Doubtless, Adobe will blame Pantone for this, and it's true that Pantone's greed is the root cause here. But this is an utterly foreseeable result of Adobe's SaaS strategy. If Adobe's customers were all running their apps locally, a move like this on Pantone's part would simply cause every affected customer to run older versions of Adobe apps. Adobe wouldn't be able to sell any upgrades and Pantone wouldn't get any license fees.

But because Adobe is in the cloud, its customers don't have that option. Adobe doesn't have to have its users' backs because if it caves to Pantone, users will still have to rent its software every month, and because that is the "latest version," those users will also have to rent the Pantone plugin every month – forever.

What's more, while there may not be any licensable copyright in a file that simply says, "Color this pixel with Pantone 448C" (provided the program doesn't contain ink-mix descriptions), Adobe's other products – its RIPs and Postscript engines – do depend on licensable elements of Pantone, so the company can't afford to tell Pantone to go pound sand.

Like the Chinese government coming after Apple because they knew that any change that Apple made to its service would override its customers' choices, Pantone came after Adobe because they knew that SaaS insulated Adobe from its customers' wrath.

Adobe customers can't even switch to its main rival, Figma. Adobe's just dropped $20b to acquire that company and ensure that its customers can't punish it for selling out by changing vendors.

Pantone started out as a tech company: a way to reliably specify ink mixes in different prepress houses and print shops. Today, it's an "IP" company, where "IP" means "any law or policy that allows me to control the conduct of my customers, critics or competitors."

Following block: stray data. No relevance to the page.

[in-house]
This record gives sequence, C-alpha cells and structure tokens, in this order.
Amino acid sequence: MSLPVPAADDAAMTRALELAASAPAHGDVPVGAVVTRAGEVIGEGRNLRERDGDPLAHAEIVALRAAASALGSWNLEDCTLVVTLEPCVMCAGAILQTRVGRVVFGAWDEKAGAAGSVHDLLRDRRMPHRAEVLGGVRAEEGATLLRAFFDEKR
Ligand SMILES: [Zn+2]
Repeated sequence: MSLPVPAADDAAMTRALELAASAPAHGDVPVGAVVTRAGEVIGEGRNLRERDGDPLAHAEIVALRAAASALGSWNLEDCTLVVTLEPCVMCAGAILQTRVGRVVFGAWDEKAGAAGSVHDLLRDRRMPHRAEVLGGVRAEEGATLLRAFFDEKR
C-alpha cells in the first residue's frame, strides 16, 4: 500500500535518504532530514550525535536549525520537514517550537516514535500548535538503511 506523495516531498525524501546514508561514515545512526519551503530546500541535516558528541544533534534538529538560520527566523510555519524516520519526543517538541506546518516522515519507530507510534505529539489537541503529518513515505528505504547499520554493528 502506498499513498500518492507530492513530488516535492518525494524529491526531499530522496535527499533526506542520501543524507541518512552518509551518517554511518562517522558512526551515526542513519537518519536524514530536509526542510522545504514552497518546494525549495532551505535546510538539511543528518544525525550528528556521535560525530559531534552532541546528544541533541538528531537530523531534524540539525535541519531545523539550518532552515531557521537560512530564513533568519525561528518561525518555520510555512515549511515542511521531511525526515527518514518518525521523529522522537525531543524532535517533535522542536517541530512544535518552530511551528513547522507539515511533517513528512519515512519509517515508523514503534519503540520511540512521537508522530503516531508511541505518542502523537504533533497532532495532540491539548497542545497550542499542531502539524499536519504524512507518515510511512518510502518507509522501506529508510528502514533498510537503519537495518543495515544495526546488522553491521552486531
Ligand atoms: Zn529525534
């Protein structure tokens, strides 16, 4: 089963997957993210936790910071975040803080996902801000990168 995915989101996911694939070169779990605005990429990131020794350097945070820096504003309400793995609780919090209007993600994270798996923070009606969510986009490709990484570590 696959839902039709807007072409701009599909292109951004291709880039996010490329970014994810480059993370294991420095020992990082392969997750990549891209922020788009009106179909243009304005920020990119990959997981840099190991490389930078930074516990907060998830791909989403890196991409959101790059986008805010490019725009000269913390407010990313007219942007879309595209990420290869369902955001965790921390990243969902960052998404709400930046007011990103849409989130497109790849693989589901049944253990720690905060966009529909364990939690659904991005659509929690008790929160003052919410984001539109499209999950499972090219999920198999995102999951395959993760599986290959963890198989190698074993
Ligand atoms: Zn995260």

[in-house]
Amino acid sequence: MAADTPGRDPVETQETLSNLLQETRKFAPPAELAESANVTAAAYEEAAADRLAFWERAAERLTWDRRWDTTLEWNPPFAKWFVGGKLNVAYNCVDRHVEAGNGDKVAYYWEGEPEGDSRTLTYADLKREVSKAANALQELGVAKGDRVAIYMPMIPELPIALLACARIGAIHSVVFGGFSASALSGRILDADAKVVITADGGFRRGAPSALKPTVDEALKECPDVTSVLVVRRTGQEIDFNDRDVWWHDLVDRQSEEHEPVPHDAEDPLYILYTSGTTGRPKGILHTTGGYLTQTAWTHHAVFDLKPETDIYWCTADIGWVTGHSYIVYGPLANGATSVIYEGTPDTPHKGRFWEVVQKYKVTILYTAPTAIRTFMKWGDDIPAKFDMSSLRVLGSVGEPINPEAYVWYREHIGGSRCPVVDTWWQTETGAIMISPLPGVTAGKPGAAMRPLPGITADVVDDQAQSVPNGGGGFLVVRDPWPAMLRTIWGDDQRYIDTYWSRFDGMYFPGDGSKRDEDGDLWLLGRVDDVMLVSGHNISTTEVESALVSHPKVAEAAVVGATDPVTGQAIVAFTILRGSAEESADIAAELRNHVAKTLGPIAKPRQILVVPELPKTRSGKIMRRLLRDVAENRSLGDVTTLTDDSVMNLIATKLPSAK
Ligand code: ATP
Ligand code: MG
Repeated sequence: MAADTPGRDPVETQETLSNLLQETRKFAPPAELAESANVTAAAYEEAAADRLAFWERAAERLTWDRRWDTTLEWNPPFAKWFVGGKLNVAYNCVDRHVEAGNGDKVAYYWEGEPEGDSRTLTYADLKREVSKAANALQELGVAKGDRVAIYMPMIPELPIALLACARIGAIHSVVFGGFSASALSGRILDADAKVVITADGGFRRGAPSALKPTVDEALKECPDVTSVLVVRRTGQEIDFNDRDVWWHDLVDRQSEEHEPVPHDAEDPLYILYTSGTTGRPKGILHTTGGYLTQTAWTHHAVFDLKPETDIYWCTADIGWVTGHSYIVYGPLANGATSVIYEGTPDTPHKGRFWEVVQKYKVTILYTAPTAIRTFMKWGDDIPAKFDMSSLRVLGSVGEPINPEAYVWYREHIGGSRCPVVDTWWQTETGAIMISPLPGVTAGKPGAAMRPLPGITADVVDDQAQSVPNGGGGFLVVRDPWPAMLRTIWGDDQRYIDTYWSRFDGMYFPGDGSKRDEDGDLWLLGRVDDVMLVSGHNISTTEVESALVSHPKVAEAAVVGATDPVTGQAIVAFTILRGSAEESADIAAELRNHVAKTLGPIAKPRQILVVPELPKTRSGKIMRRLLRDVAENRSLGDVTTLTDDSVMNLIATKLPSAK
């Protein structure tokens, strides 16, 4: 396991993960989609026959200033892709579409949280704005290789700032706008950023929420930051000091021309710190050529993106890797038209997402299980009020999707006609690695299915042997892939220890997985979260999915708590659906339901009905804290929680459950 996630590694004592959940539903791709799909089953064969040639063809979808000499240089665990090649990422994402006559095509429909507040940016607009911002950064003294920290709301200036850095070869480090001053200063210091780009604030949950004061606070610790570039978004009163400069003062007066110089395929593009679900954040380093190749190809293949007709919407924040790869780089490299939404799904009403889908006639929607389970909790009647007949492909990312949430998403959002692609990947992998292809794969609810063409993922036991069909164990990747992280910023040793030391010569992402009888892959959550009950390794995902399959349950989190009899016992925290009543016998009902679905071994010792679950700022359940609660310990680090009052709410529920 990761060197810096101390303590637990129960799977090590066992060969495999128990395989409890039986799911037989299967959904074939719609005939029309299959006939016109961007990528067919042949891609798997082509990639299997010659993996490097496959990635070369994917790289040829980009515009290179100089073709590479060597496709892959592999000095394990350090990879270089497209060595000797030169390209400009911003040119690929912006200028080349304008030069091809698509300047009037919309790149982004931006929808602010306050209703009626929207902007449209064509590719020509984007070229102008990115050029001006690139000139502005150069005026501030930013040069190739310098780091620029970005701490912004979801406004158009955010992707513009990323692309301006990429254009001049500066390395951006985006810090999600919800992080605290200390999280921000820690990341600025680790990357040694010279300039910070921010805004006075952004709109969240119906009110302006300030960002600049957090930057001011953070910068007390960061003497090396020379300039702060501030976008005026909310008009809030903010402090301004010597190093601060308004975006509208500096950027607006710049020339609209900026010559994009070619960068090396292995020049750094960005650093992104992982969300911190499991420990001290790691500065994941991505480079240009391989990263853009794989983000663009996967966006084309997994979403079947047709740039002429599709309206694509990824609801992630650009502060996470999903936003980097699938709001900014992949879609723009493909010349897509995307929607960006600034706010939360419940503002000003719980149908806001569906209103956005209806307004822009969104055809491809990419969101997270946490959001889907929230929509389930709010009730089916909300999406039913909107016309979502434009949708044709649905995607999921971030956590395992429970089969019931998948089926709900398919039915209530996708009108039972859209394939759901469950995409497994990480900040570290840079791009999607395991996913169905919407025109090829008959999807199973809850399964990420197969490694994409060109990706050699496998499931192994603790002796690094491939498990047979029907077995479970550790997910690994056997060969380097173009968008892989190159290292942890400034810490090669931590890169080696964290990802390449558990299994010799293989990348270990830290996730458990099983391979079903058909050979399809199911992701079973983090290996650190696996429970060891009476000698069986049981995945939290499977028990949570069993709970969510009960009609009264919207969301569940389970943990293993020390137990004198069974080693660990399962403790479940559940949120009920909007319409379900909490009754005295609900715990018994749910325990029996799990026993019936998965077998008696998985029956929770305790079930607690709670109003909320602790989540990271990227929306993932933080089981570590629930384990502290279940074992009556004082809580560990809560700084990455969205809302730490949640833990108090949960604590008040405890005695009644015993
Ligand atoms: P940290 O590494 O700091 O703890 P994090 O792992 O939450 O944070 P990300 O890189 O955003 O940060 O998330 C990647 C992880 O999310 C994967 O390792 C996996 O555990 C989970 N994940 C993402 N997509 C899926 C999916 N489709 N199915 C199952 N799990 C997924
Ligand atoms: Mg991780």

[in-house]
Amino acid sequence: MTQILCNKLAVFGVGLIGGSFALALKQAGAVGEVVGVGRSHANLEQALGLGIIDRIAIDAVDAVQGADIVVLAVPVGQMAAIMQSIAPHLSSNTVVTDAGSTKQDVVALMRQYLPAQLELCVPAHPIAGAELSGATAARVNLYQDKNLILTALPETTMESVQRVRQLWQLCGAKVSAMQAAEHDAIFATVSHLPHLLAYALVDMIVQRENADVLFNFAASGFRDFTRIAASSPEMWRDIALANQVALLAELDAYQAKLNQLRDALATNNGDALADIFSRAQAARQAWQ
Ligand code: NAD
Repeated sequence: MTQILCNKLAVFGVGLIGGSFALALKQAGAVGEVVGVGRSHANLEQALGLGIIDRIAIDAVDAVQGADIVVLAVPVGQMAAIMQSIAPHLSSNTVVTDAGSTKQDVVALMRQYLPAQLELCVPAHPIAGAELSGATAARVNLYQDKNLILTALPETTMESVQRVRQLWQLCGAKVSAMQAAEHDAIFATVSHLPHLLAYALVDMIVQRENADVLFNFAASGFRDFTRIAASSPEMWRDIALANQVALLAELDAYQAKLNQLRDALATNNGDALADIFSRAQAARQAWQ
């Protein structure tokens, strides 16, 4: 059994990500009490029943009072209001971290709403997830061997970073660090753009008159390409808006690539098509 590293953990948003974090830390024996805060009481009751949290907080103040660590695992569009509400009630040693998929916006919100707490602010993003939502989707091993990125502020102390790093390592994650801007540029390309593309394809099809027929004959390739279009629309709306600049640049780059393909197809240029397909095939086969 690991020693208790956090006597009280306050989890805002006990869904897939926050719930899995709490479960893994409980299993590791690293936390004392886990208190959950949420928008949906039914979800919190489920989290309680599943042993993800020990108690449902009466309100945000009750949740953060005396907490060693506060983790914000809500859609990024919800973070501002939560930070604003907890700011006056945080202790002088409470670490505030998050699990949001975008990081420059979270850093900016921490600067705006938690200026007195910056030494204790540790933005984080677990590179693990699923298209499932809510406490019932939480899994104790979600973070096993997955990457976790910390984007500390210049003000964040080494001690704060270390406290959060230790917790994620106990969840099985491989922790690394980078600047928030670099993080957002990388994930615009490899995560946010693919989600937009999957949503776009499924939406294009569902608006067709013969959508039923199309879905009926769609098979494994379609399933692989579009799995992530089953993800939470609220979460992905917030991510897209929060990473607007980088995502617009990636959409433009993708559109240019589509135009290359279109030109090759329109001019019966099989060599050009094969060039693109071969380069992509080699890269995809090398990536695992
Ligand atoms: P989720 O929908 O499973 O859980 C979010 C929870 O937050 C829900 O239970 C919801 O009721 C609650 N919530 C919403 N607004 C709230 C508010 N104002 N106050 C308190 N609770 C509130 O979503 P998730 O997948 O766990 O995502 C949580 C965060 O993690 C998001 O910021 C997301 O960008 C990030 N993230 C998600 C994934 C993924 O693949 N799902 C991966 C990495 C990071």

That's likewise true of Adobe. The move to SaaS is best understood as a means to exert control over Adobe's customers and competitors. Combined with anti-competitive killer acquisitions that gobble up any rival that manages to escape this control, and you have a hostage situation that other IP companies like Pantone can exploit.

A decade or so ago, Ginger Coons created Open Colour Standard, an attempt to make an interoperable alternative to Pantone. Alas, it seems dormant today:

Owning colors is a terrible idea and technically, it's not possible to do so. Neither UPS Brown nor John Deere Green are "owned" in any meaningful sense, but the companies certainly want you to believe that they are. Inspired by them and Pantone, people with IP brain-worms keep trying to turn colors into property:

The law is clear that colors aren't property, but by combining SaaS, copyright, trademark, and other tech and policies, it is becoming increasingly likely that some corporation will stealing the colors out from under our very eyes.

Hey look at this (permalink)

This day in history (permalink)

#15yrsago UK Minister detained at Dulles airport

#15yrsago Toronto Star runs paid “anti-counterfeiting” ad as news

#10yrsago Faulkner estate claims that quoting his novels in films is both a trademark and copyright infringement

#10yrsago Commensense about ebooks

#5yrsago Portuguese non-neutral ISP shows us what our Trumpian internet will look like

#5yrsago Spanish central government fires Catalonian government officials, police chiefs

#5yrsago Judge resigns and youth court shut down after baby is taken from mother over unpaid court fees

#1yrago Europe's trustbusters lose the plot: Filternet, made in Europe

#1yrago All of science gets a general index

#1yrago The new DRM-breaking exemptions just dropped

Colophon (permalink)